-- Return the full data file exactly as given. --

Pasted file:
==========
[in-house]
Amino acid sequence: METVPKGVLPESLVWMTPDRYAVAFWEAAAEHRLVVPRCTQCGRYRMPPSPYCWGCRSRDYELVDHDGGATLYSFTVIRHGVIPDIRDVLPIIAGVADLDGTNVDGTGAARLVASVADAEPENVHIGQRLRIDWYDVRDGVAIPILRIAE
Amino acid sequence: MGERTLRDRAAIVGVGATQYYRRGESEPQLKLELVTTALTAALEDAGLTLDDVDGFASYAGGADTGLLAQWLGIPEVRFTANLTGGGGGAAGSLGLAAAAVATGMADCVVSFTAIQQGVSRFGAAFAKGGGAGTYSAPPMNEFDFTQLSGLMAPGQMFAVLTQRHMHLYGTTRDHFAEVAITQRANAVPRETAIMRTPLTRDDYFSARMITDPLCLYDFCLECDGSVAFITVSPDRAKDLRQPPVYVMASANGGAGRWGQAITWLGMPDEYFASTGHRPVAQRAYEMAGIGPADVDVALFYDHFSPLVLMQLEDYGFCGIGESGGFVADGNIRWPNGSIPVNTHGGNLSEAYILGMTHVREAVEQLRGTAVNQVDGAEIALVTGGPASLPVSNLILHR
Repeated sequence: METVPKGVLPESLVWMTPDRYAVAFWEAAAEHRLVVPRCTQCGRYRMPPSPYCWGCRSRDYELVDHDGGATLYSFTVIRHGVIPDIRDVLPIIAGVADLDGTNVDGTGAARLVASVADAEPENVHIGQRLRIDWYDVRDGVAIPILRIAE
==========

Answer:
[in-house]
Amino acid sequence: METVPKGVLPESLVWMTPDRYAVAFWEAAAEHRLVVPRCTQCGRYRMPPSPYCWGCRSRDYELVDHDGGATLYSFTVIRHGVIPDIRDVLPIIAGVADLDGTNVDGTGAARLVASVADAEPENVHIGQRLRIDWYDVRDGVAIPILRIAE
Amino acid sequence: MGERTLRDRAAIVGVGATQYYRRGESEPQLKLELVTTALTAALEDAGLTLDDVDGFASYAGGADTGLLAQWLGIPEVRFTANLTGGGGGAAGSLGLAAAAVATGMADCVVSFTAIQQGVSRFGAAFAKGGGAGTYSAPPMNEFDFTQLSGLMAPGQMFAVLTQRHMHLYGTTRDHFAEVAITQRANAVPRETAIMRTPLTRDDYFSARMITDPLCLYDFCLECDGSVAFITVSPDRAKDLRQPPVYVMASANGGAGRWGQAITWLGMPDEYFASTGHRPVAQRAYEMAGIGPADVDVALFYDHFSPLVLMQLEDYGFCGIGESGGFVADGNIRWPNGSIPVNTHGGNLSEAYILGMTHVREAVEQLRGTAVNQVDGAEIALVTGGPASLPVSNLILHR
Repeated sequence: METVPKGVLPESLVWMTPDRYAVAFWEAAAEHRLVVPRCTQCGRYRMPPSPYCWGCRSRDYELVDHDGGATLYSFTVIRHGVIPDIRDVLPIIAGVADLDGTNVDGTGAARLVASVADAEPENVHIGQRLRIDWYDVRDGVAIPILRIAE